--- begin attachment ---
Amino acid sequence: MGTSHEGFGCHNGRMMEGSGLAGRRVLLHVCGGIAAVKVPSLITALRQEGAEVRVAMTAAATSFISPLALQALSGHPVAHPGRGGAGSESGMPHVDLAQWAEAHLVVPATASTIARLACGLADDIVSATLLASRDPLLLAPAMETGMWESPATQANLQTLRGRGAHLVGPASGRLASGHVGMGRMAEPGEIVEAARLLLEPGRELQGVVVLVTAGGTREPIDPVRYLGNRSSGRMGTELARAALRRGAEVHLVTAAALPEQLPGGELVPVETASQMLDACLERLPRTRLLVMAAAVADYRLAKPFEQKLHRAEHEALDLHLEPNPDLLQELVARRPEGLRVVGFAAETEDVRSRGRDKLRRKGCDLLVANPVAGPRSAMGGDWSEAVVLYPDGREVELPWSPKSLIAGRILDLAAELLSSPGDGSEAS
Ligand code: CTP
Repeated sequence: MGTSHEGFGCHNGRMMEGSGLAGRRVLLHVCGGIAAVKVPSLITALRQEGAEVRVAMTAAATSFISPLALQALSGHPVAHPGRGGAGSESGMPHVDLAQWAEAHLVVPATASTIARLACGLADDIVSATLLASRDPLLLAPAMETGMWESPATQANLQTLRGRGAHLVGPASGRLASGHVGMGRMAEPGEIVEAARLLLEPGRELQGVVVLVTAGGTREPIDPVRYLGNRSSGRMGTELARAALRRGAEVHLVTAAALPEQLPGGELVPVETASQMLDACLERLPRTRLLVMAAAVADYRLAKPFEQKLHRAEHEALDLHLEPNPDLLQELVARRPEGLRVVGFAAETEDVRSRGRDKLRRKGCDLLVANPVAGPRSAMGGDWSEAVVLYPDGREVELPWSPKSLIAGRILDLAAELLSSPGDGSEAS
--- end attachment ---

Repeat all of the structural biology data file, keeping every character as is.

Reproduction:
Amino acid sequence: MGTSHEGFGCHNGRMMEGSGLAGRRVLLHVCGGIAAVKVPSLITALRQEGAEVRVAMTAAATSFISPLALQALSGHPVAHPGRGGAGSESGMPHVDLAQWAEAHLVVPATASTIARLACGLADDIVSATLLASRDPLLLAPAMETGMWESPATQANLQTLRGRGAHLVGPASGRLASGHVGMGRMAEPGEIVEAARLLLEPGRELQGVVVLVTAGGTREPIDPVRYLGNRSSGRMGTELARAALRRGAEVHLVTAAALPEQLPGGELVPVETASQMLDACLERLPRTRLLVMAAAVADYRLAKPFEQKLHRAEHEALDLHLEPNPDLLQELVARRPEGLRVVGFAAETEDVRSRGRDKLRRKGCDLLVANPVAGPRSAMGGDWSEAVVLYPDGREVELPWSPKSLIAGRILDLAAELLSSPGDGSEAS
Ligand code: CTP
Repeated sequence: MGTSHEGFGCHNGRMMEGSGLAGRRVLLHVCGGIAAVKVPSLITALRQEGAEVRVAMTAAATSFISPLALQALSGHPVAHPGRGGAGSESGMPHVDLAQWAEAHLVVPATASTIARLACGLADDIVSATLLASRDPLLLAPAMETGMWESPATQANLQTLRGRGAHLVGPASGRLASGHVGMGRMAEPGEIVEAARLLLEPGRELQGVVVLVTAGGTREPIDPVRYLGNRSSGRMGTELARAALRRGAEVHLVTAAALPEQLPGGELVPVETASQMLDACLERLPRTRLLVMAAAVADYRLAKPFEQKLHRAEHEALDLHLEPNPDLLQELVARRPEGLRVVGFAAETEDVRSRGRDKLRRKGCDLLVANPVAGPRSAMGGDWSEAVVLYPDGREVELPWSPKSLIAGRILDLAAELLSSPGDGSEAS